Publishing, of course, is not just about economics. There is also the important role we play as cultural curators or, less charitably, gatekeepers. (Anyone familiar with the unedited self-published books and spam books that are clogging up the Internet knows what I mean.) Publishers look for authors with real talent. Small presses especially feel a responsibility to develop new writers. Most name authors in Canada, from Miriam Toews to Margaret Atwood, got their start with a small press. Admittedly, with many books we release, we aren’t fulfilling an obvious market need. The public isn’t clamouring for a free verse first novel by a recently paroled jailbird but – because we determine the manuscript has literary value – we publish it, then go out and attempt to convince booksellers and the public that they should have it. However, because of high costs and large retailer discounts, little money is left over for marketing. Consequently, many books are sent out into the marketplace on a wing and a prayer – and not much else. It used to be that newspapers and magazines had significant review space to ensure that worthy books received some attention. Sadly that space has been cut back as the mass media look for new ways to connect with readers.
Another problem, both offline and online, is the relationship between publishers and booksellers. Generally, we don’t like each other. It’s a symbiotic relationship, like that between the rhinoceros and the myna bird. We grudgingly acknowledge that one can’t operate without the other, but we both feel – with paranoiac certainty – that the other party is mercenary and/or incompetent.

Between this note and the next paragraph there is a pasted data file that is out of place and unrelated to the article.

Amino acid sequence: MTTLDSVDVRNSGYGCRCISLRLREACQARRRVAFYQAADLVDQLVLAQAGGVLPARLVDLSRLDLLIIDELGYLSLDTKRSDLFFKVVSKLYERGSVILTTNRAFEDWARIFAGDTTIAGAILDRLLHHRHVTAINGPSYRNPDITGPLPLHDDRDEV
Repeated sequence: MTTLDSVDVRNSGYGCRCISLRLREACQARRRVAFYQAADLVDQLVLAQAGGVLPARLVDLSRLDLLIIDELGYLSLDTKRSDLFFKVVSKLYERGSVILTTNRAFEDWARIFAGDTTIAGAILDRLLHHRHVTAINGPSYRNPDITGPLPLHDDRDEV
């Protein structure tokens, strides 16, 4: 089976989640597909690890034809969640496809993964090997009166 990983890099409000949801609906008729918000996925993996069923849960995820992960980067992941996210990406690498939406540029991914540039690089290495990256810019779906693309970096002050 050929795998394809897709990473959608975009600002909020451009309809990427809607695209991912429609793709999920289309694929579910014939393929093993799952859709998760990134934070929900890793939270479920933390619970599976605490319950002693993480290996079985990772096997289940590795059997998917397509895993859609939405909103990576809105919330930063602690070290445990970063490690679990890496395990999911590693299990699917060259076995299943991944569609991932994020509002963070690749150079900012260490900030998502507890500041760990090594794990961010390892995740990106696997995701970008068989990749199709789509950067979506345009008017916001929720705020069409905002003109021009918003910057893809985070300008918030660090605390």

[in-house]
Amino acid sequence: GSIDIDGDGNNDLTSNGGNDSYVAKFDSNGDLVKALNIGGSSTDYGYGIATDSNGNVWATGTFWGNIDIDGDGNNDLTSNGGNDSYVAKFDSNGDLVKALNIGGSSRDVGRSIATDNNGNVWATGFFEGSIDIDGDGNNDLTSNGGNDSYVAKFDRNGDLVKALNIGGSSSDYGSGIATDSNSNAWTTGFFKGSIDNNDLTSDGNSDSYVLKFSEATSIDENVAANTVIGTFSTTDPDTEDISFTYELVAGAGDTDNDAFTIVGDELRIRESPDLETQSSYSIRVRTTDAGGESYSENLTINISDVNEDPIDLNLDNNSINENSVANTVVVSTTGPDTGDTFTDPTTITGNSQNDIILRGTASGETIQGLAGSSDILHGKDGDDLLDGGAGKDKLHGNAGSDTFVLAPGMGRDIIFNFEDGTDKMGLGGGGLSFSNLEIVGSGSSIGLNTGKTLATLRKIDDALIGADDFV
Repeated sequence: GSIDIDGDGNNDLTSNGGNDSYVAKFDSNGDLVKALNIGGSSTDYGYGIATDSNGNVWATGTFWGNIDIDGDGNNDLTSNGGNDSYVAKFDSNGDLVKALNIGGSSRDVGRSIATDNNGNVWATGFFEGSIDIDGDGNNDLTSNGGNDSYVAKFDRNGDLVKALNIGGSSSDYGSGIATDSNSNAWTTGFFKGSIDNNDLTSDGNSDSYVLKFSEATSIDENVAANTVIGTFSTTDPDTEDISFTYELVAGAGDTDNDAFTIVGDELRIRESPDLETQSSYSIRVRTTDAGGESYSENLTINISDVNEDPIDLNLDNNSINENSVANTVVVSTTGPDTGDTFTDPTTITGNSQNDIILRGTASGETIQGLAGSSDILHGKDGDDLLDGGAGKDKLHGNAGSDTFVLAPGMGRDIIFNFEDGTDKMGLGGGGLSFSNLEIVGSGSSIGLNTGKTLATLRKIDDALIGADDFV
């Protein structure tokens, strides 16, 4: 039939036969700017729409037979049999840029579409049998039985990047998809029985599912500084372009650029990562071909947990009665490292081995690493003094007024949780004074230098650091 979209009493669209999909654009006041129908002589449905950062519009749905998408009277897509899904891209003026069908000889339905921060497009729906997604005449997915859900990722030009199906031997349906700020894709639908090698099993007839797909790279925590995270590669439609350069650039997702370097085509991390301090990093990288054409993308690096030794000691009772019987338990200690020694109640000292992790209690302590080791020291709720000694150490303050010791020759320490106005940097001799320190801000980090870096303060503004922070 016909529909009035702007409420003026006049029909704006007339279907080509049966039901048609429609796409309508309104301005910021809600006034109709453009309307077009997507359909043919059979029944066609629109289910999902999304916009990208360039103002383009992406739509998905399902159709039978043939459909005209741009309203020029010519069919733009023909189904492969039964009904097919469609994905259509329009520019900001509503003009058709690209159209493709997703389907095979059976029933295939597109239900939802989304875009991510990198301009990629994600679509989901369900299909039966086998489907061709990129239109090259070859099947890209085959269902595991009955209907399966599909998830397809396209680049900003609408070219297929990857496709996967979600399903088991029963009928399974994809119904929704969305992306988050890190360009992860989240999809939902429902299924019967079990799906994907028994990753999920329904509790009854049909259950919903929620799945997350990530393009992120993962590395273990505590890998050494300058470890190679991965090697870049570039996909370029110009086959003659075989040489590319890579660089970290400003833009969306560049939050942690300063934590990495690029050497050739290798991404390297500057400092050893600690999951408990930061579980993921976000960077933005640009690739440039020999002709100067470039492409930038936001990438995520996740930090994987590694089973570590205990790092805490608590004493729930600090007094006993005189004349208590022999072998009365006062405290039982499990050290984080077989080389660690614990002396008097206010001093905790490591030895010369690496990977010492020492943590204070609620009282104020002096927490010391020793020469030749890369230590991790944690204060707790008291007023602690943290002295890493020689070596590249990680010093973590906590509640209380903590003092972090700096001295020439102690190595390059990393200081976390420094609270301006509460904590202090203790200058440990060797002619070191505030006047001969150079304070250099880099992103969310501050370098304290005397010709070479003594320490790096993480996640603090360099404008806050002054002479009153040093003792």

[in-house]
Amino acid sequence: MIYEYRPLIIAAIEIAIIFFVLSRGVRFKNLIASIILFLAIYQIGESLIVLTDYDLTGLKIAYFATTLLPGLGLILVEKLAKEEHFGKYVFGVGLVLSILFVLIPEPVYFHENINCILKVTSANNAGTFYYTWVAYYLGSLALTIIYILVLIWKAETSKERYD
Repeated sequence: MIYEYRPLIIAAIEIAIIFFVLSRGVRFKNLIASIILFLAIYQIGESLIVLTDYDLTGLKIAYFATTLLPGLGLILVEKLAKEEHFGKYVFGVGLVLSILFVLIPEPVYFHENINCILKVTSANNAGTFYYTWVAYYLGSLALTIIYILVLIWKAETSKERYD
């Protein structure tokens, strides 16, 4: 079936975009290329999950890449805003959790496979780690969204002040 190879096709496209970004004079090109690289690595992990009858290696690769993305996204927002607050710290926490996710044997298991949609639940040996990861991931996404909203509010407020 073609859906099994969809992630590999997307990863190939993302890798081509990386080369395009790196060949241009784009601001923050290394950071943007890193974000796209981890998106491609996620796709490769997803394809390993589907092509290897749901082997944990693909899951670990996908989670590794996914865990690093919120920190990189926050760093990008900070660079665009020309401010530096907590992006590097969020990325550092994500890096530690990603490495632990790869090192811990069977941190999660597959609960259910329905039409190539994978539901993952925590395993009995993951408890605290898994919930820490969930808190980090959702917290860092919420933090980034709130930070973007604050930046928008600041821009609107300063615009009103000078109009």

There are exceptions, of course. Smaller, independent bookstores tend to operate from an economic and cultural position similar to that of small presses. Unfortunately, small booksellers have been pushed to the edge of bankruptcy by the advent of big-box stores. These behemoths, led by the giant Indigo/Chapters chain, have re-defined the book retail market. Covering as much ground as a hockey rink, these huge stores stock thousands of titles. The selection is impressive, but it is also overwhelming. Consumers must think to themselves: why are so many books published each year? And how can I browse when most of the titles are displayed spine-out with nothing to recommend them other than a title and author’s name? The bottom line is that the majority of Canadian publishers have little in common with giant retail enterprises that treat books simply as commodities.
Now we hear that these big retailers are suffering from the rise of the ebook. Borders in the US has filed for bankruptcy protection. Indigo/Chapters has announced they will transition into a gift store with some books. McNally Robinson has added a bakery and baby supplies to their book selection.
For a publisher like us, who is experimenting with ebooks but remains committed to paper books, especially well-made and well-designed collectibles, we need these brick and mortar retailers to survive. If that means they need to sell baby powder and croissants in order to keep books on the shelves, more power to them.
So, to review, paper books are expensive to produce and sell. Ebooks are still in flux. Some retailers are going broke. Self-published authors are clogging up the interweb. Throw in grant funding that encourages quantity over quality, and one can see that book publishers face some interesting challenges.
So why do we do it? Why do we continue to publish books in the face of all of these difficulties? The simple answer is: because we love books, and we believe in the many talented authors we have writing here in Canada. They have an important story to tell and they need sympathetic publishers willing to help them tell it. Most days, that is reason enough.